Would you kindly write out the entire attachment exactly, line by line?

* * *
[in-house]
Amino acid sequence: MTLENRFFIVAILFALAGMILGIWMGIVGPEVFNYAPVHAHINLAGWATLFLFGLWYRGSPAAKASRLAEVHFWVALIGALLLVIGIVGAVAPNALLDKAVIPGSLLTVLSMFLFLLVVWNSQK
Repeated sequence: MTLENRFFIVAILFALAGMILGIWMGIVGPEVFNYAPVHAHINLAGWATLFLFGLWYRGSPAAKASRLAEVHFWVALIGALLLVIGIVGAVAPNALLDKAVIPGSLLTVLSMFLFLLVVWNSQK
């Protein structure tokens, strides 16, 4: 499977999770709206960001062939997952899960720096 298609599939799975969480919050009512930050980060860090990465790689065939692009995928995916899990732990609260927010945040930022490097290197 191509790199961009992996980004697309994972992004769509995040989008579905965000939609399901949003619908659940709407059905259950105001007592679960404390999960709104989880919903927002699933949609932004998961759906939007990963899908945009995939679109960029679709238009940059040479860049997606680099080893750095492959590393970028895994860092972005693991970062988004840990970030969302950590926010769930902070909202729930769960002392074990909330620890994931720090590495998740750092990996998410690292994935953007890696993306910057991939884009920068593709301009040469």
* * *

[in-house]
Amino acid sequence: MTLENRFFIVAILFALAGMILGIWMGIVGPEVFNYAPVHAHINLAGWATLFLFGLWYRGSPAAKASRLAEVHFWVALIGALLLVIGIVGAVAPNALLDKAVIPGSLLTVLSMFLFLLVVWNSQK
Repeated sequence: MTLENRFFIVAILFALAGMILGIWMGIVGPEVFNYAPVHAHINLAGWATLFLFGLWYRGSPAAKASRLAEVHFWVALIGALLLVIGIVGAVAPNALLDKAVIPGSLLTVLSMFLFLLVVWNSQK
């Protein structure tokens, strides 16, 4: 499977999770709206960001062939997952899960720096 298609599939799975969480919050009512930050980060860090990465790689065939692009995928995916899990732990609260927010945040930022490097290197 191509790199961009992996980004697309994972992004769509995040989008579905965000939609399901949003619908659940709407059905259950105001007592679960404390999960709104989880919903927002699933949609932004998961759906939007990963899908945009995939679109960029679709238009940059040479860049997606680099080893750095492959590393970028895994860092972005693991970062988004840990970030969302950590926010769930902070909202729930769960002392074990909330620890994931720090590495998740750092990996998410690292994935953007890696993306910057991939884009920068593709301009040469």